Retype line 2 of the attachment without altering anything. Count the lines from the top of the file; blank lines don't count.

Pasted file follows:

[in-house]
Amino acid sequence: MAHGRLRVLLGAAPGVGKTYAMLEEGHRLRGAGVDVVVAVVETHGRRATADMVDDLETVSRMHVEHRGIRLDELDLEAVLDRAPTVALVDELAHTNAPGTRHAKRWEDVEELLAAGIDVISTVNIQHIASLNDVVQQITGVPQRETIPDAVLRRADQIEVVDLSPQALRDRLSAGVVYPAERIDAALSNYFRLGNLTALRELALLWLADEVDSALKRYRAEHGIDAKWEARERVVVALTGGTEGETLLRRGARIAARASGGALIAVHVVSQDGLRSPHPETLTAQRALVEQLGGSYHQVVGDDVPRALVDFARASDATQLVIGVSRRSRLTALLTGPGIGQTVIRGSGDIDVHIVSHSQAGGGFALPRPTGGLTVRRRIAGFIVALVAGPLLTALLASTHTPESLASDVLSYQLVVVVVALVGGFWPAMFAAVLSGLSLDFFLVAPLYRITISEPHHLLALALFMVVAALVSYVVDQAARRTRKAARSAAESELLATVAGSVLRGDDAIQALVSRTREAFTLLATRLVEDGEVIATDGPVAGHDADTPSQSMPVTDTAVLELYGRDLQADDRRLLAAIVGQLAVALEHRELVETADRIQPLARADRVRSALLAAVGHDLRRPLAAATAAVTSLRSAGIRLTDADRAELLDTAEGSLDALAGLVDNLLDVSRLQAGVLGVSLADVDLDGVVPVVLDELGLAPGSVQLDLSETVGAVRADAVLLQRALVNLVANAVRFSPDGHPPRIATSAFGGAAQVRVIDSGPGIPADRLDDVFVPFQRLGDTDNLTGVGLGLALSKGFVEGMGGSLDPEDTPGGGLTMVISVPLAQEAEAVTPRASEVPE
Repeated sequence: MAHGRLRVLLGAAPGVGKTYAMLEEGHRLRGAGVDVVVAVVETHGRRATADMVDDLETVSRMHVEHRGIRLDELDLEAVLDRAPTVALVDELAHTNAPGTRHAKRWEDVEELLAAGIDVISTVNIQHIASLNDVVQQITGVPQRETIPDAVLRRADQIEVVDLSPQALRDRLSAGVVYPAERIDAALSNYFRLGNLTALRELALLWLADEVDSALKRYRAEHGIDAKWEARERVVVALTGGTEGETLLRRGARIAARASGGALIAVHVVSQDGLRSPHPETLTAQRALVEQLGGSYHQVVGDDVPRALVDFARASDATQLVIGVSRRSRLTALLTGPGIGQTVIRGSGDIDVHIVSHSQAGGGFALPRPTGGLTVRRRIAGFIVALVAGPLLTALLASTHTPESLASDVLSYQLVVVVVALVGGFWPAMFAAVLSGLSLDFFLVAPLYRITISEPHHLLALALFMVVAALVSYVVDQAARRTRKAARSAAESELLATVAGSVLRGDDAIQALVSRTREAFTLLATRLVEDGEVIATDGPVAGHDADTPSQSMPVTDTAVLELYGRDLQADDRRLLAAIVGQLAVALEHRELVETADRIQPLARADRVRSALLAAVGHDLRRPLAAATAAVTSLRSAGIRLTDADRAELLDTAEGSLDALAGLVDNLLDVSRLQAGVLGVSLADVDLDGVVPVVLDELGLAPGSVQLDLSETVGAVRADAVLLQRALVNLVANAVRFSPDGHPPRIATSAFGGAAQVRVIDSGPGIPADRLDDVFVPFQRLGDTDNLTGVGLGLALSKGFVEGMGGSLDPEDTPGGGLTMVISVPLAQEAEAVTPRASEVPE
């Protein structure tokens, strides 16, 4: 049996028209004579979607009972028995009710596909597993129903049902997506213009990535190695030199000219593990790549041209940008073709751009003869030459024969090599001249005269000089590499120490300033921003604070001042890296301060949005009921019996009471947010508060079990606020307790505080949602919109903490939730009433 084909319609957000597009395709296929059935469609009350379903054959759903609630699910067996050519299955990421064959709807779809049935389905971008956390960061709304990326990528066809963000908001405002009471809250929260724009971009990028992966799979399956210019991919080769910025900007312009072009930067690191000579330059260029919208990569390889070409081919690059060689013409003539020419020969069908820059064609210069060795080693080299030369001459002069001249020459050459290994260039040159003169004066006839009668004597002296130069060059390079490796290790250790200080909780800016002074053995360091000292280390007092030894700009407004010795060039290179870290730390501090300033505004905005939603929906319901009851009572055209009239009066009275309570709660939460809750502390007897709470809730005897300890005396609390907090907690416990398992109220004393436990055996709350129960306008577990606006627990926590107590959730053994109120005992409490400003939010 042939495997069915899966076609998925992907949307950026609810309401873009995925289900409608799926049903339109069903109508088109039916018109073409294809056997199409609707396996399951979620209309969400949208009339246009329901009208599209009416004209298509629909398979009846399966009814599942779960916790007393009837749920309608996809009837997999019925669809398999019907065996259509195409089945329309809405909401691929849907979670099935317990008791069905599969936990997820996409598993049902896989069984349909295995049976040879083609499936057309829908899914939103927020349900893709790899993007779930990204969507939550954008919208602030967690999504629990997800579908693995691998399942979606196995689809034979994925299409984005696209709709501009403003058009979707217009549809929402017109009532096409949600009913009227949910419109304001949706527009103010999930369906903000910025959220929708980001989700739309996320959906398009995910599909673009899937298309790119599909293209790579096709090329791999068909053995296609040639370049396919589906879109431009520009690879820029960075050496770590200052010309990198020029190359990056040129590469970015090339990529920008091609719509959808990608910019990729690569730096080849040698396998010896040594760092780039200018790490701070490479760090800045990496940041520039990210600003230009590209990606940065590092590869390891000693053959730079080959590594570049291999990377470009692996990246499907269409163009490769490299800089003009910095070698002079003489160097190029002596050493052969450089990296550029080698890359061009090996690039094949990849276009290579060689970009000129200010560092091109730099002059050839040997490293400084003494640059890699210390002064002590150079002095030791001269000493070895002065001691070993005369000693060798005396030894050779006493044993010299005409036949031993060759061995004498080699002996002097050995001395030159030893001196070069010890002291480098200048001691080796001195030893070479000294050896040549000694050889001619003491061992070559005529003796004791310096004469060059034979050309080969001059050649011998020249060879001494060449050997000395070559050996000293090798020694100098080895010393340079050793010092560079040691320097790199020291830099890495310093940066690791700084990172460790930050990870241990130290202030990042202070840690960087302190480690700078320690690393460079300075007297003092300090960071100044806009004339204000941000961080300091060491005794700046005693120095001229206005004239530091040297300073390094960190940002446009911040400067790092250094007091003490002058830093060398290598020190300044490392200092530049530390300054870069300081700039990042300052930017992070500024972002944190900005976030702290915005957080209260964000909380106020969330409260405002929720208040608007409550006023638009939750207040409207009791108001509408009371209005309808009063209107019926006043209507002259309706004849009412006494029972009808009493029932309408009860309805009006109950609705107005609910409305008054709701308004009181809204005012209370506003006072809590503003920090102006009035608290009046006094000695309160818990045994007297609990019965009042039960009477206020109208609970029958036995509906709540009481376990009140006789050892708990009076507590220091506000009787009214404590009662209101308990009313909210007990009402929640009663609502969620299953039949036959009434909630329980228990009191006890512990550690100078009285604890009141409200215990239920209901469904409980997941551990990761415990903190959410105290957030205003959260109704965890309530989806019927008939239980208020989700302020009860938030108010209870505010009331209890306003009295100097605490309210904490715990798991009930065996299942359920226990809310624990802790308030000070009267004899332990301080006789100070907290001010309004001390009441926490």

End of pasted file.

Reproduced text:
Amino acid sequence: MAHGRLRVLLGAAPGVGKTYAMLEEGHRLRGAGVDVVVAVVETHGRRATADMVDDLETVSRMHVEHRGIRLDELDLEAVLDRAPTVALVDELAHTNAPGTRHAKRWEDVEELLAAGIDVISTVNIQHIASLNDVVQQITGVPQRETIPDAVLRRADQIEVVDLSPQALRDRLSAGVVYPAERIDAALSNYFRLGNLTALRELALLWLADEVDSALKRYRAEHGIDAKWEARERVVVALTGGTEGETLLRRGARIAARASGGALIAVHVVSQDGLRSPHPETLTAQRALVEQLGGSYHQVVGDDVPRALVDFARASDATQLVIGVSRRSRLTALLTGPGIGQTVIRGSGDIDVHIVSHSQAGGGFALPRPTGGLTVRRRIAGFIVALVAGPLLTALLASTHTPESLASDVLSYQLVVVVVALVGGFWPAMFAAVLSGLSLDFFLVAPLYRITISEPHHLLALALFMVVAALVSYVVDQAARRTRKAARSAAESELLATVAGSVLRGDDAIQALVSRTREAFTLLATRLVEDGEVIATDGPVAGHDADTPSQSMPVTDTAVLELYGRDLQADDRRLLAAIVGQLAVALEHRELVETADRIQPLARADRVRSALLAAVGHDLRRPLAAATAAVTSLRSAGIRLTDADRAELLDTAEGSLDALAGLVDNLLDVSRLQAGVLGVSLADVDLDGVVPVVLDELGLAPGSVQLDLSETVGAVRADAVLLQRALVNLVANAVRFSPDGHPPRIATSAFGGAAQVRVIDSGPGIPADRLDDVFVPFQRLGDTDNLTGVGLGLALSKGFVEGMGGSLDPEDTPGGGLTMVISVPLAQEAEAVTPRASEVPE